The Fritz: A Vibe of Their Own

Keyboardist and songwriter Jamar Woods was part of an all-star lineup celebrating New Year’s 2018 at New York City’s Gramercy Theatre. Billed as the James Brown Dance Party, onstage that night were former musical associates of Prince and Brown as well as members of the Roots, Tedeschi Trucks Band and more. The assemblage of musicians was noteworthy not only for its high quality, but for its cross-genre nature and appeal.

And those same wide-screen qualities are part of Woods’ musical approach as showcased by his band, Asheville, North Carolina-based the Fritz. “Genres are useful in classifying things,” Woods says. “But that’s their only real use. I think that if you go to the store and you’re looking to buy something, it’s useful if it’s separated into different sections. But other than that, as I approach it as a musician: I just like to play music.”

The music on The Natural Mind, the second album from the Fritz, builds upon that thinking. As I observed in my recent review of the album, the stylistic breadth of the album suggests the well-distilled influence of artists as varied as King Crimson, the Brothers Johnson, Brian Eno, Curtis Mayfield and even 1970s krautrock. “Well,” Woods says with a chuckle, “if you hear it, it’s in there.”

Skeptics who think otherwise should note that Woods has served time as part of Project/Object, a top-level ensemble that plays faithful readings of tunes from the knottier end of Frank Zappa’s body of work. While Woods counts Talking Heads and Prince among his biggest influences, he allows that he’s also “a huge fan of prog rock. Within a song, the genres can just move and meld to create something that is greater than the sum of its parts.”

Woods’ songwriting method isn’t based on creating works in a particular style. “Just like a child growing up, as a song develops, it kind of makes a vibe of its own,” he says. “And writing towards just one vibe tends to be cliché. You tend to not open your mind to things that are outside of that.” He mentions the track “Fact From Fiction.” “That song had at least six different choruses until we settled on the one that we put on the album, and each one was completely different. Each had a completely different feeling in the middle of what is essentially an r&b song.”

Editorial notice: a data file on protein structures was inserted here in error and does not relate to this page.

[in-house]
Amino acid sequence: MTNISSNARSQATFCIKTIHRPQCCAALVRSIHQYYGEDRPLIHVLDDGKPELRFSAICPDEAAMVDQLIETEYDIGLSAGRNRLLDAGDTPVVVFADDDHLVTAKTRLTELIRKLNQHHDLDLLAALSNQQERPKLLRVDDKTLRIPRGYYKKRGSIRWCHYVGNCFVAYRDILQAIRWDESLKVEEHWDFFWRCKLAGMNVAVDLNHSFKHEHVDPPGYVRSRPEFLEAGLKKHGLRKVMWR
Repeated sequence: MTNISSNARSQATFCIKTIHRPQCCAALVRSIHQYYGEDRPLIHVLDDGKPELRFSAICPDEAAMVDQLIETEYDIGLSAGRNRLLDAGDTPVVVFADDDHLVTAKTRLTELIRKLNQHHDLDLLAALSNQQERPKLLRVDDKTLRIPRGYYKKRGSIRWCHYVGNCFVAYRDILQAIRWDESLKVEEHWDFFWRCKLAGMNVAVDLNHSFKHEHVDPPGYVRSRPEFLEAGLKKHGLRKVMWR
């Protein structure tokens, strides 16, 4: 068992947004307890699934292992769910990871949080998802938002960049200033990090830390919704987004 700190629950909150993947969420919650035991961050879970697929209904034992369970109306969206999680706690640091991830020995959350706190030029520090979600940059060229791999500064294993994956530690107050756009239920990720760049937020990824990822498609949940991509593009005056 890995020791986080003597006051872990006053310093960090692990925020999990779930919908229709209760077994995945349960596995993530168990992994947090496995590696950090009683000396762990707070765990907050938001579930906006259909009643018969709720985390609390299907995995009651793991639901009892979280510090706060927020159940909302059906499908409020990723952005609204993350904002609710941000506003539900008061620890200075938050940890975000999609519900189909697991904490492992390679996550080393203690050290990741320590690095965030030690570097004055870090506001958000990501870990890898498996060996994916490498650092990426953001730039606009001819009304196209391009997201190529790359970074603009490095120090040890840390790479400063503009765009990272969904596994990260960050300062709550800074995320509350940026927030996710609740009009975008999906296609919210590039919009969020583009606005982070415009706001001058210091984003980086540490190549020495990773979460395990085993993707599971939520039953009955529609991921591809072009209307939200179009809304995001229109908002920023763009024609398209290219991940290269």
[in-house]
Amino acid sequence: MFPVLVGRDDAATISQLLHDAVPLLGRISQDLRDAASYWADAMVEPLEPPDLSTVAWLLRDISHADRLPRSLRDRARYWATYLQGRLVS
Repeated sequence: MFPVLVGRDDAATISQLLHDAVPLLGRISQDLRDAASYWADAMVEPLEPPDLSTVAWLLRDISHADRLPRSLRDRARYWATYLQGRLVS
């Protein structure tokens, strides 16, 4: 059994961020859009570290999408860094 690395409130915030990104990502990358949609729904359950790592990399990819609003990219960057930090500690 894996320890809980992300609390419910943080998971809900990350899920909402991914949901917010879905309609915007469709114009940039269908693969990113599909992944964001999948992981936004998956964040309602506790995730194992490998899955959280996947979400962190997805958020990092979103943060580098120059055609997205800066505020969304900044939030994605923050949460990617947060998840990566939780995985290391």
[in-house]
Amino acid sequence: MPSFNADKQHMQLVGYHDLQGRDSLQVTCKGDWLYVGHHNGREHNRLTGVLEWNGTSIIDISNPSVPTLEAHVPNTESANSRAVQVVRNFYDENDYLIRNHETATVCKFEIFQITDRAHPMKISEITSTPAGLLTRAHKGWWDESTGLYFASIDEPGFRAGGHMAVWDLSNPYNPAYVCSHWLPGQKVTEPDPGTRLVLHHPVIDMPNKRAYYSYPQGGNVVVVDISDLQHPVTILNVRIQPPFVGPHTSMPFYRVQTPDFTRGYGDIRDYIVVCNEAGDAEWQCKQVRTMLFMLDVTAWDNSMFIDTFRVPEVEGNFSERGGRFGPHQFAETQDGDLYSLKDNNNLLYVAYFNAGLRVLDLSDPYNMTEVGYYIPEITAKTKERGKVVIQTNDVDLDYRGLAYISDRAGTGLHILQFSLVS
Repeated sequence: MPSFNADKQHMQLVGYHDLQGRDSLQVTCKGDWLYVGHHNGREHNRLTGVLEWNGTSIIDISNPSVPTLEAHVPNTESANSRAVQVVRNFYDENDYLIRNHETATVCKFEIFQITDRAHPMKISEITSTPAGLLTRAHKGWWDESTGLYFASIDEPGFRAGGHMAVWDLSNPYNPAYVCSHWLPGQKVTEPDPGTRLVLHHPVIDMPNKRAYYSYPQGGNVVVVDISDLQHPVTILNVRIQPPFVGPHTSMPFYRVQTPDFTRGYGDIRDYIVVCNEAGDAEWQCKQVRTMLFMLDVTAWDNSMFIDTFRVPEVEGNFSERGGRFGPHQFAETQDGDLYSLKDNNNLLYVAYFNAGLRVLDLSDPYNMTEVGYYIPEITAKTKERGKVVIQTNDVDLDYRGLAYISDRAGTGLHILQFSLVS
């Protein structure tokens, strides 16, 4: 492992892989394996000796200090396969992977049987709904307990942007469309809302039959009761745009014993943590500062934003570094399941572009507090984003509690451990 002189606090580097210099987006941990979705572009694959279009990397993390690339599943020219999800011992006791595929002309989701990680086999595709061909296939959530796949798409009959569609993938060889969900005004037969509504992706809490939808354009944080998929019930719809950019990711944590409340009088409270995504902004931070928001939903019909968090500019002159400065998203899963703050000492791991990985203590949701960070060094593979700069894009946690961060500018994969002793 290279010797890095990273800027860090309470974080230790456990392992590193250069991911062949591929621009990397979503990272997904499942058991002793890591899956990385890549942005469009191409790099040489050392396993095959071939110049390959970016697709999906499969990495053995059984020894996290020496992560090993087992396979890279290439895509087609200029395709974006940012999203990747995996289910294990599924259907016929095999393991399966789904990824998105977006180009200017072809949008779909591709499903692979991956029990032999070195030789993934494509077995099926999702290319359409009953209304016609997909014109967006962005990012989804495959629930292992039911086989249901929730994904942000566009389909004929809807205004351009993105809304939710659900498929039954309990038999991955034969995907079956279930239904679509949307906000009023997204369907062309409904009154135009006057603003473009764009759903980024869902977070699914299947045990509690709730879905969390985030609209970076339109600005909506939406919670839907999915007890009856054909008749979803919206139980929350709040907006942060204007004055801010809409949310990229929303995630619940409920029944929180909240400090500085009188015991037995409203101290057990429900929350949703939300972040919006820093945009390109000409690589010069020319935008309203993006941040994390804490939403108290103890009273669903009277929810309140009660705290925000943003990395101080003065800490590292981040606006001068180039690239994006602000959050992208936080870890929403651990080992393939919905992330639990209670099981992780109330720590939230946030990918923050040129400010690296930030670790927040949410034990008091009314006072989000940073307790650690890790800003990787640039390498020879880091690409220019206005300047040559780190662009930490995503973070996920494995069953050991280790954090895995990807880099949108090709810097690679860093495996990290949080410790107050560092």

While Woods is the central songwriter for the Fritz, his band mates are actively engaged in the process of developing the songs. And in a clear nod to the jazz aesthetic, the Fritz’s arrangements allow space for each player to shine. In fact, that approach is cooked into the songs from the very start, Woods says. “Within a group of five people, you have duos, trios, quartets and ultimately the quintet. Not everyone has to play at the same time, and not everyone has to play the same thing all the time. When we’re improvising, we leave open spaces. And those spaces can get filled by little things that help create the whole.”

And even though The Natural Mind focuses squarely on delivering concise, well-crafted songs with a solid groove, those tunes allow plenty of opportunities for instrumental fireworks. Woods mentions the track “Casual Mistakes” as an example. “There’s a kind of jam section in the middle of it,” he says, “and at that time, I was trying to challenge myself to play four keyboards at the same time in that one section. So each keyboard has little things sometimes only lasting a beat.”

After a January 12 hometown date (with headliners Turkuaz) at Asheville’s famed Orange Peel, the Fritz takes to the road for a sixteen-date tour that brings the group through the southeast, Texas and Colorado. Asked how he manages to make touring cost-effective in 2018, Woods bursts into laughter. When the laughter subsides, he says simply, “The answer is: you don’t. You have to do it for the love of it, or not do it at all. And that’s the end of the story.”

Woods and his band mates – James Hendrickson on guitar, bassist Jake O’Connor, drummer Michael Tillis and percussionist Mike Evans – clearly enjoy their time on the road. And Woods sees the relationship between studio work and live performance as two sides of the same coin. “In our live shows, the songs tend to be longer,” he says. “We feel the vibe of the audience. And we tried to capture that on the studio album. But to try to capture that life that you have onstage – the breath in the music – is relatively impossible, because the studio can be a very sterile environment.”

He hastens to add that the experience of making The Natural Mind with producer Dave Brandwein of Turkuaz was “a lot of fun, and relaxing.” Brandwein’s role in the studio was to “peel down songs to their essentials,” Woods says, “remov[ing] anything that wasn’t helping the song, to make the album concise.”

Woods reflects upon the best advice he’s ever encountered. After thinking a bit, he offers a quote from author Charles Bukowski: “Find what you love and let it kill you.” Woods doesn’t take the quote quite literally; he explains it as meaning that one “should be consumed in the act of making better music and making yourself a better musician.” And in th